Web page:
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Donald Watson Interview Unabridged

Donald Watson Interview Unabridged

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Published by Lee Hall
As recorded by George D Rodger
As recorded by George D Rodger

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Published by: Lee Hall on Aug 31, 2013
Copyright:Attribution Non-commercial


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 Appreciation to George D Rodger, both forconducting this interview in the first place,and for subsequently making it availablefor others to read and enjoy. If you findand wish to copy this page, please knowthat while George has offered it to thepublic sphere, it would be appreciated if you would note its source as George DRodger, chair of the Vegan Society. It wasoriginally made available by Lee Hall,@VeganMeans.It can be freely quoted,
but it is important that Donald’s words
not be altered. As George Rodgerexplains, Donald Watson used the word"orthodox" not in a religious sense, butsimply to mean "conventional" or"traditional." The word "Man" means humankind, not only the male gender. Donald did not regard"propagandist" as a pejorative term, which is how many people nowadays use it. Donald's use of Englishwas normal for someone educated in the early decades of the twentieth century.
Lee Hall, June 2009.
Recorded by George D RodgerGDR: To start off with, could you just say a few words, to check the sound level.DW: Before you ask me any questions, I'd like to make two brief statements, which I think are relevant.The first is that, at the age of 92, speaking as a person who still has vivid recollections of the First WorldWar, and even before that, you must feel perhaps that I'm past my best as a speaker, but the fact thatI'm still here at all, nearly 20 years older than the average age of death of males in this country, suggeststhat there is something in long term veganism, particularly as I'm still able to do all the things I want todo, or most of them, able to climb mountains on fine days, and that I've gone through a long life virtuallywithout pain or illness or any kind of medicine, orthodox or fringe, and even without dietarysupplements, apart from those that nowadays find their way into proprietary vegan products like soyamilk and so on, as a result of which, having outlived all my critics, I'm a keener vegan now even than Iwas when I started! And I do feel we're onto something really big! I don't want to turn this preliminary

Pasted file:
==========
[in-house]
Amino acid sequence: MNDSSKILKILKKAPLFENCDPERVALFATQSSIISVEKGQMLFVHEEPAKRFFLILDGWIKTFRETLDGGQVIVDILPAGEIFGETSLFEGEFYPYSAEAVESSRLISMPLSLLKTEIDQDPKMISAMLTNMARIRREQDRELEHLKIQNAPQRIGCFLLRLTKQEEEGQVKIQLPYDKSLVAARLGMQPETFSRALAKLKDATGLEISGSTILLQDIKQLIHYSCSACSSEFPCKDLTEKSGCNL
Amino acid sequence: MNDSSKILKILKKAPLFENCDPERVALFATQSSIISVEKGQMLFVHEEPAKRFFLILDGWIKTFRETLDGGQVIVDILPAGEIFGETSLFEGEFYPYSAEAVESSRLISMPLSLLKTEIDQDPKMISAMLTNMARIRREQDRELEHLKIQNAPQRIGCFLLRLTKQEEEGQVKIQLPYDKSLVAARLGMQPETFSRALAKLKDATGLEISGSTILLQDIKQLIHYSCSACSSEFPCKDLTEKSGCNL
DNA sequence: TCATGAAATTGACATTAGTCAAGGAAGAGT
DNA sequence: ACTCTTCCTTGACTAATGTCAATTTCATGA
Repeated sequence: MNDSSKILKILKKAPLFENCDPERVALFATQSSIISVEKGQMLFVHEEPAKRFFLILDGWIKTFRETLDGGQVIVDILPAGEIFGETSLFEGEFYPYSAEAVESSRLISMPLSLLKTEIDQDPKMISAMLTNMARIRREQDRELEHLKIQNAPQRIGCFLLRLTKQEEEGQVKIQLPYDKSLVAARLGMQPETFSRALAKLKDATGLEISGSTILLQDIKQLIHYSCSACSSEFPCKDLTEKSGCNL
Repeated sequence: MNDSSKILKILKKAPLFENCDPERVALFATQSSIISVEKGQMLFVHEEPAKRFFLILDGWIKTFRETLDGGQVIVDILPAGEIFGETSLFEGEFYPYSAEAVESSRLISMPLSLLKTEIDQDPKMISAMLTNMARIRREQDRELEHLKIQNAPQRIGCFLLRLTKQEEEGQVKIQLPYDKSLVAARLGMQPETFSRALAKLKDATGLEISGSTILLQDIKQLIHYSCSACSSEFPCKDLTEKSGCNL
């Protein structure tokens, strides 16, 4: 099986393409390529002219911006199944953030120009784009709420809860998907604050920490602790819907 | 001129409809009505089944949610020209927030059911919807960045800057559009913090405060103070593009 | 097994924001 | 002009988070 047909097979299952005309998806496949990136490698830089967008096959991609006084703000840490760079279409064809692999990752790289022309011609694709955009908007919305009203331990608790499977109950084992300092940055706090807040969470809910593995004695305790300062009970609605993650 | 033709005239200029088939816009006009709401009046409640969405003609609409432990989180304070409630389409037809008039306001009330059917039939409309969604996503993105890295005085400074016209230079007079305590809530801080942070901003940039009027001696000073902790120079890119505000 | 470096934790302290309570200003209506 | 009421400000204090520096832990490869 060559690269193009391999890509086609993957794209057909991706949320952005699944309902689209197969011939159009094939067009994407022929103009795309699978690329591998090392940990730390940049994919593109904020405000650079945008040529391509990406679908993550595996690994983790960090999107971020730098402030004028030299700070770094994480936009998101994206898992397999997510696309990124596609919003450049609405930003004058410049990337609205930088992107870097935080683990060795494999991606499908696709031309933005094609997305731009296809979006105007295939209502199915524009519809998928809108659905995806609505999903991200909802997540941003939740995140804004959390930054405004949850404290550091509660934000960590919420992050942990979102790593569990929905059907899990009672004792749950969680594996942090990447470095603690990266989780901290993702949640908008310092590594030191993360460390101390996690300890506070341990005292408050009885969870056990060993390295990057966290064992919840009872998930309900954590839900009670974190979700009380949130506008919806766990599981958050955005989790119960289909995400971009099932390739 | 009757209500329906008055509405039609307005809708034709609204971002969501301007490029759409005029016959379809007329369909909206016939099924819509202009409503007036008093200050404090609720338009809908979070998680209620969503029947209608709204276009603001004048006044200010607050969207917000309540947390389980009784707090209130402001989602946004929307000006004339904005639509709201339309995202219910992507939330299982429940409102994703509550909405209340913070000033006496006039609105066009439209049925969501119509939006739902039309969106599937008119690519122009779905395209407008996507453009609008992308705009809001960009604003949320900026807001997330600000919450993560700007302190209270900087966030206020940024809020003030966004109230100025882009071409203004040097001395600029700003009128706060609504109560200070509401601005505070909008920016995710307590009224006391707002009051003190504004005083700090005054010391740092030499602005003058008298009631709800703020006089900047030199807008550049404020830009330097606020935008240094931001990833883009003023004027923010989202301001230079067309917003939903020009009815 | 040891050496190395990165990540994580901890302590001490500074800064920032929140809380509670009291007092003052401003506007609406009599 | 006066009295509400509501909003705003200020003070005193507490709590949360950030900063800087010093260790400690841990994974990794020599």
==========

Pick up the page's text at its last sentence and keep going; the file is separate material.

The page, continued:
comment into a soliloquy, because I know you have questions to ask, but my overall feeling is one of great gratitude to veganism as I've interpreted it. I'll say no more about that.Now the other comment that I think deserves to be recorded, I think this is something of enormousimportance to all people who feel that Man should have a closer, and a kinder, affiliation with the rest of Creation, and this story concerns a wild bird, and the incident happened just outside this conservatorywhere we now sit. This is the story, and I hope that those who compile stories - unusual stories - of animal behaviour, and even, I would include, their gratitude, will agree it deserves a place in any suchanthology.Soon after we came here, in 1951, the front of this terrace was a lovely unbroken stretch of wall,covering this house and the end house. And living in the middle cottage, where we now sit (and which Ihad to sell to pay for all the expenses of conversion and removal and so on) was an elderly retired nursewho was dying of cancer, and she asked my wife and me whether we would have any objection if shehad a conservatory built, so that she could spend her latter days sitting in the sun. Well, we hated theidea quite frankly, to lose the lovely straight stretch of the wall of the property going along thecontinuous terrace, but since life doe
sn't always give us easy choices, we said “Oh, go ahead, we don't
mind". So she had the conservatory built, and I doubt very much if she ever sat in it